The nutrient-dense moringa plant is native to the Indian subcontinent, Central Asia, and Africa. Its dried and powdered form (available online or in Asian or natural-food markets) gives a bright-green color and delicate grassy flavor to sorbet, similar to that of Japanese matcha but without the caffeine. Soy milk bulks up the body of the sorbet and adds a touch of silkiness. For sweetening, Thai-Thanh Dang of Paris’s La Tropicale uses an organic raw cane sugar from Brazil, but ordinary raw sugar or white cane sugar can be substituted with good results.

Featured in: Sorbet Lessons from Paris’s Coolest Scoop Shop


Moringa-Soy Milk Sorbet Moringa-Soy Milk Sorbet
This soy milk-based sorbet gets its vibrant green hue and delicate grassy flavor from moringa, a plant that's most commonly consumed in Southeast Asia.
Yield: makes about 1 quart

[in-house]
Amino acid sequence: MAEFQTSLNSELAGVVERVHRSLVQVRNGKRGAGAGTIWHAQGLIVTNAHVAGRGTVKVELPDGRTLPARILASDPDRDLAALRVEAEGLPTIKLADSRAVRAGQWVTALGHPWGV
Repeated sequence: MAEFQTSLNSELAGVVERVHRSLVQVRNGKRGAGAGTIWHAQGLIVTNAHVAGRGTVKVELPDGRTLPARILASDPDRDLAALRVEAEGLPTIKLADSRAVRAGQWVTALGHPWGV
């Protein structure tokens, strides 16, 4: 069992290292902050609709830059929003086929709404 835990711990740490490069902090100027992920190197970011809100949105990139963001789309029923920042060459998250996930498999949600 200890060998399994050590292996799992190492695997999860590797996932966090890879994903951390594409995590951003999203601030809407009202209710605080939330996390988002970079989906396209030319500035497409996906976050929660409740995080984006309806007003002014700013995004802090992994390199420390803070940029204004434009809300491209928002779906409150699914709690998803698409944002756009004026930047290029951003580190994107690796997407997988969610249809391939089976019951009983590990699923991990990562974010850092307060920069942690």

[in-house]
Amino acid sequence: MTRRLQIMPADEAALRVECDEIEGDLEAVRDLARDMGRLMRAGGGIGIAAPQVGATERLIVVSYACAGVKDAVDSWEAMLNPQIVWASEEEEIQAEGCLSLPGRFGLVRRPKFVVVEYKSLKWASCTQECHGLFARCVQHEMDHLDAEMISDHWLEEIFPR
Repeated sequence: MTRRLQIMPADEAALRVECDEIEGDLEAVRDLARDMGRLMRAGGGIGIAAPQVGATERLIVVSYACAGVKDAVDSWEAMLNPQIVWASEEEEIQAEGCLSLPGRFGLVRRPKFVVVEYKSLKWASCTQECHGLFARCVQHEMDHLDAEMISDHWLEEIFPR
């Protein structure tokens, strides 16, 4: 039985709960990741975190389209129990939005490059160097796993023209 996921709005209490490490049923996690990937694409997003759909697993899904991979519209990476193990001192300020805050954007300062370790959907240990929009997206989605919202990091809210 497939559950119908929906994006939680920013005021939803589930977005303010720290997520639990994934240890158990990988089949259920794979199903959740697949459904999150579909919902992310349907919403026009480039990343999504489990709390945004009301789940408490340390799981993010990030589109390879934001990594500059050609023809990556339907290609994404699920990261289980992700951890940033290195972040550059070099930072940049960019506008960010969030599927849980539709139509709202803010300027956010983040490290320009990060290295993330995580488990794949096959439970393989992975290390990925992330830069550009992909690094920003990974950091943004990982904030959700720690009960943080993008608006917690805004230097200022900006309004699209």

Time: 8 hours, 45 minutes


  • ½ cup plus 1 Tbsp. (130 g) raw cane sugar
  • 3 cups (700 g) unsweetened soy milk
  • 2 Tbsp. (10 g) organic moringa leaf powder, sifted


  1. In a small pot over medium heat, whisk ¾ cup plus 3 tablespoons (200 grams total) cold water and the sugar. Bring to a boil, stirring occasionally, until the sugar dissolves.
  2. Remove the pot from the heat, then whisk in the soy milk and moringa powder until fully incorporated. Transfer to a heatproof bowl or jar, cover, and refrigerate for at least 5 hours or overnight.
  3. In the bowl of an ice cream maker, churn the mixture according to the manufacturer’s directions until the sorbet is thick and frozen, with the consistency of soft serve, about 30 minutes. Transfer to an airtight metal or plastic container and freeze until set, at least 3–4 hours.
  4. To serve, dip an ice cream scoop or spoon in hot water, or temper the sorbet in the refrigerator for 20 minutes before scooping. Serve immediately.